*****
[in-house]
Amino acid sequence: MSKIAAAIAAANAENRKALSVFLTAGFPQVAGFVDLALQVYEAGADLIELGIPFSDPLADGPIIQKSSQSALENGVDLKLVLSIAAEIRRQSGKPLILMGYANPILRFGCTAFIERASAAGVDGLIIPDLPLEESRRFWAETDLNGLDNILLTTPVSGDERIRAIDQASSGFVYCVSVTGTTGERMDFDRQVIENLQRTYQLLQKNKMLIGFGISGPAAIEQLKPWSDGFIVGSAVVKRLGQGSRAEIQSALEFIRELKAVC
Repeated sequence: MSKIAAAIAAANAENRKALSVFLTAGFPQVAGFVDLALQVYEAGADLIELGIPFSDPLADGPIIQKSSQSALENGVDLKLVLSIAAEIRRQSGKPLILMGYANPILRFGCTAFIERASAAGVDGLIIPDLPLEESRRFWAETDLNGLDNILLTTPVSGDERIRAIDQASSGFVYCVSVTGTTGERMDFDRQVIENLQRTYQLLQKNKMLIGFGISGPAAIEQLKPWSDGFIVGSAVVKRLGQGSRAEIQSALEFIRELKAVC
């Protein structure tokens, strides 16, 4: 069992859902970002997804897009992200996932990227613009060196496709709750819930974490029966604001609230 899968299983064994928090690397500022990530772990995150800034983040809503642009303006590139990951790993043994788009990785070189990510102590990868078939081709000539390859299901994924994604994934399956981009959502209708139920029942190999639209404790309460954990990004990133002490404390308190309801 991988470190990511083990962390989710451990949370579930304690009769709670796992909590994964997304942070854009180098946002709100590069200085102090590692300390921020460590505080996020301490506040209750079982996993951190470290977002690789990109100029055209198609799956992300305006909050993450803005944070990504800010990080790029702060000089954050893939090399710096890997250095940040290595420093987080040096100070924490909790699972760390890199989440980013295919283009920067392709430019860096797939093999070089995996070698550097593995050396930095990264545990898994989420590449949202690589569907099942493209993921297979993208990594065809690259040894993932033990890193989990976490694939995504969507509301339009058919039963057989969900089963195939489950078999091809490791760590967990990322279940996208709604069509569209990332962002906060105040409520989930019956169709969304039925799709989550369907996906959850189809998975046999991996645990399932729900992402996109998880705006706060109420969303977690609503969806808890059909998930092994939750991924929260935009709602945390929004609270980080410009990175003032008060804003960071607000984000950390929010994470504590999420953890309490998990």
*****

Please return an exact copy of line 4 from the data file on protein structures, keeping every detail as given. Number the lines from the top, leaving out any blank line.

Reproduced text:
């Protein structure tokens, strides 16, 4: 069992859902970002997804897009992200996932990227613009060196496709709750819930974490029966604001609230 899968299983064994928090690397500022990530772990995150800034983040809503642009303006590139990951790993043994788009990785070189990510102590990868078939081709000539390859299901994924994604994934399956981009959502209708139920029942190999639209404790309460954990990004990133002490404390308190309801 991988470190990511083990962390989710451990949370579930304690009769709670796992909590994964997304942070854009180098946002709100590069200085102090590692300390921020460590505080996020301490506040209750079982996993951190470290977002690789990109100029055209198609799956992300305006909050993450803005944070990504800010990080790029702060000089954050893939090399710096890997250095940040290595420093987080040096100070924490909790699972760390890199989440980013295919283009920067392709430019860096797939093999070089995996070698550097593995050396930095990264545990898994989420590449949202690589569907099942493209993921297979993208990594065809690259040894993932033990890193989990976490694939995504969507509301339009058919039963057989969900089963195939489950078999091809490791760590967990990322279940996208709604069509569209990332962002906060105040409520989930019956169709969304039925799709989550369907996906959850189809998975046999991996645990399932729900992402996109998880705006706060109420969303977690609503969806808890059909998930092994939750991924929260935009709602945390929004609270980080410009990175003032008060804003960071607000984000950390929010994470504590999420953890309490998990």